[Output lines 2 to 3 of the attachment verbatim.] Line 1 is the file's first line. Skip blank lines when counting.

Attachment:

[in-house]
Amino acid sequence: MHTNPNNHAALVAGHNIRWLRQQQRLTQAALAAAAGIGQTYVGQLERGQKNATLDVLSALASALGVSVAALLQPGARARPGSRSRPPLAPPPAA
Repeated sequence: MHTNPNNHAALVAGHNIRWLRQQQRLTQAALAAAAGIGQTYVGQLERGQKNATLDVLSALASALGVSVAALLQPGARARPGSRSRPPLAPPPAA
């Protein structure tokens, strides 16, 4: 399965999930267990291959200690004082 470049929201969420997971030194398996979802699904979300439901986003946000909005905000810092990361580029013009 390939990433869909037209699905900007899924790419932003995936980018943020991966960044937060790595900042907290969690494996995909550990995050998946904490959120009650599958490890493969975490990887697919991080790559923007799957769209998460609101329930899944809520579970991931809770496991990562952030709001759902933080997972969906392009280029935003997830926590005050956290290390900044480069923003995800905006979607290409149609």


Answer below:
Amino acid sequence: MHTNPNNHAALVAGHNIRWLRQQQRLTQAALAAAAGIGQTYVGQLERGQKNATLDVLSALASALGVSVAALLQPGARARPGSRSRPPLAPPPAA
Repeated sequence: MHTNPNNHAALVAGHNIRWLRQQQRLTQAALAAAAGIGQTYVGQLERGQKNATLDVLSALASALGVSVAALLQPGARARPGSRSRPPLAPPPAA